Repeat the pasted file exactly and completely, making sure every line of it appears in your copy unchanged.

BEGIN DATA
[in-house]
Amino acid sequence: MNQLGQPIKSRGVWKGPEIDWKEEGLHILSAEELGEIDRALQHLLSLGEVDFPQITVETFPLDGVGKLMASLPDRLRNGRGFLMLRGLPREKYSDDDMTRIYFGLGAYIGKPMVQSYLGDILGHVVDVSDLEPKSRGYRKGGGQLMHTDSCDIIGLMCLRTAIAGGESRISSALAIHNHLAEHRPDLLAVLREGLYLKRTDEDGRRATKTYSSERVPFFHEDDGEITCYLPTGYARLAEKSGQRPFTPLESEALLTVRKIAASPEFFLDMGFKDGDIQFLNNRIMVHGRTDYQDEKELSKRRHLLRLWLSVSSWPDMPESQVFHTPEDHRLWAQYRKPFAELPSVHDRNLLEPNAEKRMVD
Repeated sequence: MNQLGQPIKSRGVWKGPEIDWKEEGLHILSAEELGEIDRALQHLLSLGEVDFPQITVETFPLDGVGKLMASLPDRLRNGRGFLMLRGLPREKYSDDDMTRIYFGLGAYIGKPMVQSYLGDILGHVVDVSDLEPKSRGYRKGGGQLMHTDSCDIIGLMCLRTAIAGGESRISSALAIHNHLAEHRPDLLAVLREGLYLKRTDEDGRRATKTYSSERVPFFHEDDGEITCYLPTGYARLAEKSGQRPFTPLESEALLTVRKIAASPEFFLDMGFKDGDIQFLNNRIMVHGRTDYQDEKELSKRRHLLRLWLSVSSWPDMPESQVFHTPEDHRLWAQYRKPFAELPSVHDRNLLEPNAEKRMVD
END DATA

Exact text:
[in-house]
Amino acid sequence: MNQLGQPIKSRGVWKGPEIDWKEEGLHILSAEELGEIDRALQHLLSLGEVDFPQITVETFPLDGVGKLMASLPDRLRNGRGFLMLRGLPREKYSDDDMTRIYFGLGAYIGKPMVQSYLGDILGHVVDVSDLEPKSRGYRKGGGQLMHTDSCDIIGLMCLRTAIAGGESRISSALAIHNHLAEHRPDLLAVLREGLYLKRTDEDGRRATKTYSSERVPFFHEDDGEITCYLPTGYARLAEKSGQRPFTPLESEALLTVRKIAASPEFFLDMGFKDGDIQFLNNRIMVHGRTDYQDEKELSKRRHLLRLWLSVSSWPDMPESQVFHTPEDHRLWAQYRKPFAELPSVHDRNLLEPNAEKRMVD
Repeated sequence: MNQLGQPIKSRGVWKGPEIDWKEEGLHILSAEELGEIDRALQHLLSLGEVDFPQITVETFPLDGVGKLMASLPDRLRNGRGFLMLRGLPREKYSDDDMTRIYFGLGAYIGKPMVQSYLGDILGHVVDVSDLEPKSRGYRKGGGQLMHTDSCDIIGLMCLRTAIAGGESRISSALAIHNHLAEHRPDLLAVLREGLYLKRTDEDGRRATKTYSSERVPFFHEDDGEITCYLPTGYARLAEKSGQRPFTPLESEALLTVRKIAASPEFFLDMGFKDGDIQFLNNRIMVHGRTDYQDEKELSKRRHLLRLWLSVSSWPDMPESQVFHTPEDHRLWAQYRKPFAELPSVHDRNLLEPNAEKRMVD